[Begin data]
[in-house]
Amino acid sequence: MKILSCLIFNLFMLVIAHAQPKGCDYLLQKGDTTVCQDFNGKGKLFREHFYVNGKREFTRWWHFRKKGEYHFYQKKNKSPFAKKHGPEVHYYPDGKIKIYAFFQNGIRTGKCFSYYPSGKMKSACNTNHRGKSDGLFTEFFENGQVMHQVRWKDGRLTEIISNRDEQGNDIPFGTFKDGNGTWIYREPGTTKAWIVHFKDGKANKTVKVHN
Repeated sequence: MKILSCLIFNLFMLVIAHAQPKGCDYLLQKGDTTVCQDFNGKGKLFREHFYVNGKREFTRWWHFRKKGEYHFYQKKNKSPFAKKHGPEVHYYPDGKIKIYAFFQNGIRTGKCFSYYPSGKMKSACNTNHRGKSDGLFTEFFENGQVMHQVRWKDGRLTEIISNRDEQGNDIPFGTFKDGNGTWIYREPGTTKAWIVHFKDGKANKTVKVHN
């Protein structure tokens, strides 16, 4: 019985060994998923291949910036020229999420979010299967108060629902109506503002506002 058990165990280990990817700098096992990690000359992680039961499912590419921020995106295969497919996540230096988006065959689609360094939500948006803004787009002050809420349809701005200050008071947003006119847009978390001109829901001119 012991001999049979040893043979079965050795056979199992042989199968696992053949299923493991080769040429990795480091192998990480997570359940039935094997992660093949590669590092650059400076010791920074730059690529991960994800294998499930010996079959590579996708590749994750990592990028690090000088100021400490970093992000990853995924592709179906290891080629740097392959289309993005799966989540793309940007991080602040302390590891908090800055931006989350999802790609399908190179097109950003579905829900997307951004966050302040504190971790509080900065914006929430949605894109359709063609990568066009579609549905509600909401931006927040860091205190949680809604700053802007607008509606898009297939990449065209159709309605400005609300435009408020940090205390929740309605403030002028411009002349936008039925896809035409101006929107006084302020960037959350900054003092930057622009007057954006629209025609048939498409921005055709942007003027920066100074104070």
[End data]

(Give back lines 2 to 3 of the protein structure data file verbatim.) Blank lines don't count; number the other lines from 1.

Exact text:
Amino acid sequence: MKILSCLIFNLFMLVIAHAQPKGCDYLLQKGDTTVCQDFNGKGKLFREHFYVNGKREFTRWWHFRKKGEYHFYQKKNKSPFAKKHGPEVHYYPDGKIKIYAFFQNGIRTGKCFSYYPSGKMKSACNTNHRGKSDGLFTEFFENGQVMHQVRWKDGRLTEIISNRDEQGNDIPFGTFKDGNGTWIYREPGTTKAWIVHFKDGKANKTVKVHN
Repeated sequence: MKILSCLIFNLFMLVIAHAQPKGCDYLLQKGDTTVCQDFNGKGKLFREHFYVNGKREFTRWWHFRKKGEYHFYQKKNKSPFAKKHGPEVHYYPDGKIKIYAFFQNGIRTGKCFSYYPSGKMKSACNTNHRGKSDGLFTEFFENGQVMHQVRWKDGRLTEIISNRDEQGNDIPFGTFKDGNGTWIYREPGTTKAWIVHFKDGKANKTVKVHN